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"Liberty and King George" Interactive Video Wall

August 06, 2012 - August 06, 2012

Bring art to life! This video animation by the Small Design Firm of Cambridge, Massachusetts reproduces a Johannes Adam Oertel work, depicting the destruction of the statue of King George III in 1776 by patriots on ten high-definition flat screens. Triggered by visitors’ movements, various elements of the painting come to life using sound and animation.

 A video animation of Johannes A.S. Oertel 1823–1909), Pulling Down the Statue of King George III, New York City, 1852–53, oil on canvas. Gift of Samuel Verplanck Hoffman, 1925.6.

Around 1852, Johannes Adam Oertel depicted an incident that had occurred over seventy-five years earlier: the destruction of the statue of King George III by patriots on July 9, 1776, at Bowling Green in New York City. The American Revolution would inspire other democratic uprisings around the world, including the unsuccessful 1848 revolution in Oertel’s native Germany, which sent progressives like Oertel fleeing to the United States. This painting illustrates the Bowling Green riot precipitated by the reading of the Declaration of Independence, though the work takes historical liberties by adding American Indians, an African-American, women, and children to the scene. These figures represent groups who were not only affected by the coming revolution, but whose rights were beginning to be redefined at the time of Oertel’s composition.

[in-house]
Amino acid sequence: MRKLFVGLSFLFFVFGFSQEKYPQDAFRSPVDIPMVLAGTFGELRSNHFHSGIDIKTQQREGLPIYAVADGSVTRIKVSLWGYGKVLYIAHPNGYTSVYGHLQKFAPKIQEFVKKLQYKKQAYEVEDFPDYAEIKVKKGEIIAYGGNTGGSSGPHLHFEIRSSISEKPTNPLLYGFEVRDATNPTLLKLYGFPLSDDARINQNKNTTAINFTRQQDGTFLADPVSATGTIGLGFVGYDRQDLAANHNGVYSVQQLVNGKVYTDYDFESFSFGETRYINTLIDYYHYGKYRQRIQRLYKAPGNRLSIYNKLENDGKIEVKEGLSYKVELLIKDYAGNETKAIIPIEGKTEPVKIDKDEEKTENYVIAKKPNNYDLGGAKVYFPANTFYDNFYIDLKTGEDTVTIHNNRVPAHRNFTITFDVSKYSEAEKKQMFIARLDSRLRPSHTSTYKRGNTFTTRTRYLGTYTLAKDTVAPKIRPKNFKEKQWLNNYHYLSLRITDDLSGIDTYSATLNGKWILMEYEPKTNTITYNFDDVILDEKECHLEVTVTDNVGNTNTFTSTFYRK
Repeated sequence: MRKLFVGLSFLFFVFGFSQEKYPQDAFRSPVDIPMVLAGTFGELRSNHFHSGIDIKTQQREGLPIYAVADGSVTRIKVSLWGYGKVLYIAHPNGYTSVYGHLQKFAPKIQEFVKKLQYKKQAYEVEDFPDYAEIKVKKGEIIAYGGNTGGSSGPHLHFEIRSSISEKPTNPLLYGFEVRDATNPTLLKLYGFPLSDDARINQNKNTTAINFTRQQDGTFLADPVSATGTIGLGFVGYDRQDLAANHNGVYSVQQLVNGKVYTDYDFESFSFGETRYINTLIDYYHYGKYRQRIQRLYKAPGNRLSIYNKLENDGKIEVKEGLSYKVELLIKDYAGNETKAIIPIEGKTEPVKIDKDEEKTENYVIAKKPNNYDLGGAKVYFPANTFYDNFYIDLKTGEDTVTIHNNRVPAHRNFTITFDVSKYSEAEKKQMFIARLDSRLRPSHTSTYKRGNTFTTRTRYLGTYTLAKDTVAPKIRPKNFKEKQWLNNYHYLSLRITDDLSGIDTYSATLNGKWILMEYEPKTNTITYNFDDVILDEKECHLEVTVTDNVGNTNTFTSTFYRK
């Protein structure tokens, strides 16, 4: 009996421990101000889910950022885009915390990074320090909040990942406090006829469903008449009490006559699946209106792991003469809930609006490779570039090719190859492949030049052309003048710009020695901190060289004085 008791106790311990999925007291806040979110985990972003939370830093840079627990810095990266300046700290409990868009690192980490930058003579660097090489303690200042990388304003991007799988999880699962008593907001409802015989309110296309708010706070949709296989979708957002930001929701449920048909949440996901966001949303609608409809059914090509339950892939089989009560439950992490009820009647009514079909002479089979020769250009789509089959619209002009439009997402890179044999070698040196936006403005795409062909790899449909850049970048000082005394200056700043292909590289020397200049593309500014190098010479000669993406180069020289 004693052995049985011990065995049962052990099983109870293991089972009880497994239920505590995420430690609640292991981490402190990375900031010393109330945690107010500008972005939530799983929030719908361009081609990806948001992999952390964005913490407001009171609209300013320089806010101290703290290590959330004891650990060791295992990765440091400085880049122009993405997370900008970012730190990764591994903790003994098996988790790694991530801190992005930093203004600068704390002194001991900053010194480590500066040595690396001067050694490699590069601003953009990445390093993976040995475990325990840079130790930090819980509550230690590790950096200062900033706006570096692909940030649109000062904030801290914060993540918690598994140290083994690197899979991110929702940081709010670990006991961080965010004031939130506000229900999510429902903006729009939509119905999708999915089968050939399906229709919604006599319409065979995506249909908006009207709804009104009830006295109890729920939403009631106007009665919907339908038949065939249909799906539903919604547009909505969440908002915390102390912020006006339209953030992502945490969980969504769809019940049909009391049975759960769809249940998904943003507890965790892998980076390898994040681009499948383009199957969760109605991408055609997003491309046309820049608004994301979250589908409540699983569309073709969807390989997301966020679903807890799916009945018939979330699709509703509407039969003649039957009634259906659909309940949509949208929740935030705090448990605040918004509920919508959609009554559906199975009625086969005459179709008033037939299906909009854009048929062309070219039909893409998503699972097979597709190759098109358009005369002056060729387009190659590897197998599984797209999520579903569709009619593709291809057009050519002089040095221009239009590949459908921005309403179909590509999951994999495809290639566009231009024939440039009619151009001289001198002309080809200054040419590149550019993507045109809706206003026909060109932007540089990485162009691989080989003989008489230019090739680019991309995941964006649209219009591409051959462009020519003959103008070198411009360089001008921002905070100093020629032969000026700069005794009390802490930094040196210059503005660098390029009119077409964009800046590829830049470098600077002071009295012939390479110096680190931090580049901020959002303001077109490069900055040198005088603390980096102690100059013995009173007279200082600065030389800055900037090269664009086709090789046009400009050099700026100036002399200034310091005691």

Our consideration of the past can directly reflect our present, as this work illustrates. This video animation invites visitors to contemplate their own places in a lively historical continuum.

Learn more about the original painting by Johannes A.S. Oertel, then see this interactive video for yourself by planning your visit today!

Creative: Tronvig Group